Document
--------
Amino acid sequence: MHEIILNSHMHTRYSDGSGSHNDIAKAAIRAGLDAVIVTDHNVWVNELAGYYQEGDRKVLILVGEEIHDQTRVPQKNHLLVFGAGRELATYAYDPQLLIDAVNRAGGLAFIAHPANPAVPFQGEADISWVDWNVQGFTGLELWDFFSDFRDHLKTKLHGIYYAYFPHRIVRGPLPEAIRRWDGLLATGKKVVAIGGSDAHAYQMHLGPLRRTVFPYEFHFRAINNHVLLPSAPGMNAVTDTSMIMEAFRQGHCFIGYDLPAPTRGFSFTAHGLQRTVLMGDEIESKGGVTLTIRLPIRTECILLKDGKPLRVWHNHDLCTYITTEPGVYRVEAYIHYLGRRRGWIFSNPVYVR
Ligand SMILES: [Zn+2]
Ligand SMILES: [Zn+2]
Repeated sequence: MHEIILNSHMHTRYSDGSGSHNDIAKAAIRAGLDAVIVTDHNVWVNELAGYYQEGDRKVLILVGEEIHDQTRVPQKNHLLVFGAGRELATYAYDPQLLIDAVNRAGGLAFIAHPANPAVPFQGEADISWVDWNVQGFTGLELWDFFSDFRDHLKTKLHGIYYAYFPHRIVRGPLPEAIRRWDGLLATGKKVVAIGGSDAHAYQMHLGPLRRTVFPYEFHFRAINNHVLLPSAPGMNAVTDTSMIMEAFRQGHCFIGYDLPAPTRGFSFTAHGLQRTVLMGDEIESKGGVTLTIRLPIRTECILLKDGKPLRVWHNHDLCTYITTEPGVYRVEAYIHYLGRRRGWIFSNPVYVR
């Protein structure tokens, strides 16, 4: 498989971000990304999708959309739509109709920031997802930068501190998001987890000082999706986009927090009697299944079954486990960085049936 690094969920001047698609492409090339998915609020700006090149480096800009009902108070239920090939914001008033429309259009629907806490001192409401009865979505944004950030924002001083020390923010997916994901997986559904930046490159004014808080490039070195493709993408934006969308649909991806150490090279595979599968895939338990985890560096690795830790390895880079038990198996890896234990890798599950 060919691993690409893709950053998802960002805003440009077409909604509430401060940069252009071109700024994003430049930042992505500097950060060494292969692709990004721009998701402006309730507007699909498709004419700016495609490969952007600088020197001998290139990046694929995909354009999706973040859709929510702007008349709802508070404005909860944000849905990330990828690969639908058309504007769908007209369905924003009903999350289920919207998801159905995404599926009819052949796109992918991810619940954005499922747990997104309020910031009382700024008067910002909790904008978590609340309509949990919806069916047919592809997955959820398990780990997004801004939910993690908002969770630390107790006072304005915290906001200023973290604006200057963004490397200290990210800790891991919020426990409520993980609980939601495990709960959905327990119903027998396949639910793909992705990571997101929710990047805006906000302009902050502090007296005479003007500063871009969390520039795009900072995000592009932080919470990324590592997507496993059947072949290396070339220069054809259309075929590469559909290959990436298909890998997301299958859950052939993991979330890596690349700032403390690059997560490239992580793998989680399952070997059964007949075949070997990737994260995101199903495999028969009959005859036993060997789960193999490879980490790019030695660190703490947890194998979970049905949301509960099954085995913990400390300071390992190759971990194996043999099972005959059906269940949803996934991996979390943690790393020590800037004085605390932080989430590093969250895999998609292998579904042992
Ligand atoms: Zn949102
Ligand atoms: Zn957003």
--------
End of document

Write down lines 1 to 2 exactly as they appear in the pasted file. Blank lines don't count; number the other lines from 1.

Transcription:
Amino acid sequence: MHEIILNSHMHTRYSDGSGSHNDIAKAAIRAGLDAVIVTDHNVWVNELAGYYQEGDRKVLILVGEEIHDQTRVPQKNHLLVFGAGRELATYAYDPQLLIDAVNRAGGLAFIAHPANPAVPFQGEADISWVDWNVQGFTGLELWDFFSDFRDHLKTKLHGIYYAYFPHRIVRGPLPEAIRRWDGLLATGKKVVAIGGSDAHAYQMHLGPLRRTVFPYEFHFRAINNHVLLPSAPGMNAVTDTSMIMEAFRQGHCFIGYDLPAPTRGFSFTAHGLQRTVLMGDEIESKGGVTLTIRLPIRTECILLKDGKPLRVWHNHDLCTYITTEPGVYRVEAYIHYLGRRRGWIFSNPVYVR
Ligand SMILES: [Zn+2]